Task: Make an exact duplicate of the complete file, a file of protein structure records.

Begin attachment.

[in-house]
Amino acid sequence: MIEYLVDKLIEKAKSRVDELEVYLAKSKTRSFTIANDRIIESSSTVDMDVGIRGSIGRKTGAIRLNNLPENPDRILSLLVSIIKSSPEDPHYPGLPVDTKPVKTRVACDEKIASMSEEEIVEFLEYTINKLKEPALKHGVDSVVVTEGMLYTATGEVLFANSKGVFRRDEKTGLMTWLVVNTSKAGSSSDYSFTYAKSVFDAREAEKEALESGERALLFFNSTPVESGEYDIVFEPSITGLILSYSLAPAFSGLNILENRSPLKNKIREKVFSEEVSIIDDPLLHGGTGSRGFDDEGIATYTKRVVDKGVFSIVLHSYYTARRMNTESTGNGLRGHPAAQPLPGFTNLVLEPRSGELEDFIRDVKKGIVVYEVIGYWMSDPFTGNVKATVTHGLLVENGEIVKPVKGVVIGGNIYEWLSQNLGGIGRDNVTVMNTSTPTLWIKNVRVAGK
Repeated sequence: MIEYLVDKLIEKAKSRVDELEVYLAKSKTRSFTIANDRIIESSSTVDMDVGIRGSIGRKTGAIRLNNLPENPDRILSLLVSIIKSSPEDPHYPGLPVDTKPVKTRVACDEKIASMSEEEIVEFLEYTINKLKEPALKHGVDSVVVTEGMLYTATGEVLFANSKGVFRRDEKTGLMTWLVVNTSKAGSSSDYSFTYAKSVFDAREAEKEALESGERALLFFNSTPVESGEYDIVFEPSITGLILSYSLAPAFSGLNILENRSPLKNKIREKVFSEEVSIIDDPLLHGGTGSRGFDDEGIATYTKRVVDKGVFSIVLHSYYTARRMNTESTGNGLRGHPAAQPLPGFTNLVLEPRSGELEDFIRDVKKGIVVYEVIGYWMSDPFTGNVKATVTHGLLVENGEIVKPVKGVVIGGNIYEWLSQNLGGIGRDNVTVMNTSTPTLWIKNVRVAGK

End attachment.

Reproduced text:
[in-house]
Amino acid sequence: MIEYLVDKLIEKAKSRVDELEVYLAKSKTRSFTIANDRIIESSSTVDMDVGIRGSIGRKTGAIRLNNLPENPDRILSLLVSIIKSSPEDPHYPGLPVDTKPVKTRVACDEKIASMSEEEIVEFLEYTINKLKEPALKHGVDSVVVTEGMLYTATGEVLFANSKGVFRRDEKTGLMTWLVVNTSKAGSSSDYSFTYAKSVFDAREAEKEALESGERALLFFNSTPVESGEYDIVFEPSITGLILSYSLAPAFSGLNILENRSPLKNKIREKVFSEEVSIIDDPLLHGGTGSRGFDDEGIATYTKRVVDKGVFSIVLHSYYTARRMNTESTGNGLRGHPAAQPLPGFTNLVLEPRSGELEDFIRDVKKGIVVYEVIGYWMSDPFTGNVKATVTHGLLVENGEIVKPVKGVVIGGNIYEWLSQNLGGIGRDNVTVMNTSTPTLWIKNVRVAGK
Repeated sequence: MIEYLVDKLIEKAKSRVDELEVYLAKSKTRSFTIANDRIIESSSTVDMDVGIRGSIGRKTGAIRLNNLPENPDRILSLLVSIIKSSPEDPHYPGLPVDTKPVKTRVACDEKIASMSEEEIVEFLEYTINKLKEPALKHGVDSVVVTEGMLYTATGEVLFANSKGVFRRDEKTGLMTWLVVNTSKAGSSSDYSFTYAKSVFDAREAEKEALESGERALLFFNSTPVESGEYDIVFEPSITGLILSYSLAPAFSGLNILENRSPLKNKIREKVFSEEVSIIDDPLLHGGTGSRGFDDEGIATYTKRVVDKGVFSIVLHSYYTARRMNTESTGNGLRGHPAAQPLPGFTNLVLEPRSGELEDFIRDVKKGIVVYEVIGYWMSDPFTGNVKATVTHGLLVENGEIVKPVKGVVIGGNIYEWLSQNLGGIGRDNVTVMNTSTPTLWIKNVRVAGK